There will be no prizes for guessing the predicted winner of Russia's upcoming election, particularly as opposition leader Alexei Navalny is not allowed to stand. Citizens might protest by boycotting the election, meaning that voter turnout will be worth keeping an eye on. 

Over in Europe, populist parties have made big gains in the Italian elections this weekend, a development that, according to Franklin, may be a good indication for the state of populism in Europe more generally. Across the pond, the US will be holding what Franklin described as a "referendum on the first two years of Trump's presidency". He predicted that the Democrats will manage to take the House - if they are able to gain control of Congress as well, then Trump will struggle to pass legislation and the chances of investigations against him will increase. 

Seven Wonders of the World

2018 is set to be a significant year for cultural developments all around the world. In what Franklin described as a move symbolic of its desire for recognition of its growing status in the world, China is investing plenty of financial and political effort in its mission to gain UNESCO world heritage status for sites across the country. Similarly, as well as smashing several records and costing far more than expected, the Hong Kong-Zhuhai-Macau bridge currently under construction can be seen as a physical embodiment of the growing interconnectedness of the region. Franklin noted, however, that the bridge has one severe practical limitation: road users drive on the right on the mainland and on the left in Hong Kong!

Whilst India is building the world's tallest sculpture, Elon Musk's Space X and Richard Branson's Virgin Galactic are quite literally reaching for the moon with their plans to make space tourism a reality.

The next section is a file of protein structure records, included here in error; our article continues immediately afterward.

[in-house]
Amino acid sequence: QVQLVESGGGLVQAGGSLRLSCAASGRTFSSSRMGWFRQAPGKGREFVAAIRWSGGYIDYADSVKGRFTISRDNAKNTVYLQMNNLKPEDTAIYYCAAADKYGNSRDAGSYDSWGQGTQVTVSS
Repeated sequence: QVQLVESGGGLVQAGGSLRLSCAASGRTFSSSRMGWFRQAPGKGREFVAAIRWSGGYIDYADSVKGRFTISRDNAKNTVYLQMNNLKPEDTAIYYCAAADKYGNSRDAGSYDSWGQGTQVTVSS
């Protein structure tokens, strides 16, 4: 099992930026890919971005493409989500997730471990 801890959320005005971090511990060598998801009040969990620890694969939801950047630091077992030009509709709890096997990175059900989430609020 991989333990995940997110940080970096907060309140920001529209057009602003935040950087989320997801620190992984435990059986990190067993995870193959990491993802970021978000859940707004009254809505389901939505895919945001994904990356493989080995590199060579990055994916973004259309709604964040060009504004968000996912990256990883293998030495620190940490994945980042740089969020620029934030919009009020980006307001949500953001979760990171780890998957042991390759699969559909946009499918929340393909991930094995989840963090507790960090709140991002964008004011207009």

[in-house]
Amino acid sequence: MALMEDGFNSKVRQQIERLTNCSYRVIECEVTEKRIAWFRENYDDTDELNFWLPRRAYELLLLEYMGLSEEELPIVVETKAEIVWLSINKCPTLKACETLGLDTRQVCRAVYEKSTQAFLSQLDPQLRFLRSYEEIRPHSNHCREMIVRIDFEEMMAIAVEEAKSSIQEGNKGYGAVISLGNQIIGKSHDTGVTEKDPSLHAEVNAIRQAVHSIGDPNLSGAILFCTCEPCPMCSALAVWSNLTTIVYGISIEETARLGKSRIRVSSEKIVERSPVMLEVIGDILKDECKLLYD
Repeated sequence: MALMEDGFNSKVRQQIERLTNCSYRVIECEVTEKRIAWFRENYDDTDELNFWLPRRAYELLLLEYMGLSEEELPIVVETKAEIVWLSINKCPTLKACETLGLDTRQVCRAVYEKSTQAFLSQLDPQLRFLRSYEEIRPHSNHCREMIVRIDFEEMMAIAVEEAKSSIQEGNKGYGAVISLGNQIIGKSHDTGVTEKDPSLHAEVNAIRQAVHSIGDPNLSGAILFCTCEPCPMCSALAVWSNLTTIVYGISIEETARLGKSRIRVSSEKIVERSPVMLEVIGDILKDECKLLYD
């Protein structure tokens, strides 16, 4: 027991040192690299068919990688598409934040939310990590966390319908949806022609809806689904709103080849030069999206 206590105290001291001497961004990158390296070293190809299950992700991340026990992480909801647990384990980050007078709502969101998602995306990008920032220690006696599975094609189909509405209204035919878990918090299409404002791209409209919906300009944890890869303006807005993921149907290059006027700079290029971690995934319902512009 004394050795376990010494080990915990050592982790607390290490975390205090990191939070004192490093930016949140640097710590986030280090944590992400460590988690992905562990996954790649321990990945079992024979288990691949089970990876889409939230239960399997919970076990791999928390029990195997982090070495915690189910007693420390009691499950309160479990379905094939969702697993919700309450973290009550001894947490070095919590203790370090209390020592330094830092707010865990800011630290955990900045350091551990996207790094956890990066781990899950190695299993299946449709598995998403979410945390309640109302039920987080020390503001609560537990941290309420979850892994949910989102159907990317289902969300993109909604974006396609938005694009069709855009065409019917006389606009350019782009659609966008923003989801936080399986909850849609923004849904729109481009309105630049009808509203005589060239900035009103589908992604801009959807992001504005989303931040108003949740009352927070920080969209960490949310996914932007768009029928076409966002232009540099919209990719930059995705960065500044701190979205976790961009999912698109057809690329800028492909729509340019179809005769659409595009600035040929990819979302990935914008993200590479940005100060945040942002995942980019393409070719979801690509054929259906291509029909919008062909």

In the UK, a nationwide celebration will be taking place throughout the year to mark the 250th anniversary of the circus and the BBC will be launching a remake of Civilisations, which seeks to question Western assumptions of what it means to be "civilized". Finally, the upcoming release of a new Mary Poppins movie gave Franklin the perfect excuse to end his slide with "Supercalifragilisticexpialidocious".

Six Continents Growing

In a rare set of circumstances, every region in the world is currently contributing to the growth of the world economy - and America is growing almost uncomfortably quickly. Whilst Franklin predicts that growth will remain stable in 2018, there may be trouble ahead; if central banks get too confident and raise rates more quickly than they should, another recession could be on the horizon.

Five Novelties

As we move into an increasingly digitized age, new regulations will be required to ensure that our rights are protected. 2018 will see the release of strict new data regulations in Europe, designed to give consumers more control over their data. This regulation is rather timely, as 5G telecoms are currently under development. This technology will speed up downloading times and vastly increase the capacity of mobile data, further encouraging our reliance on the internet.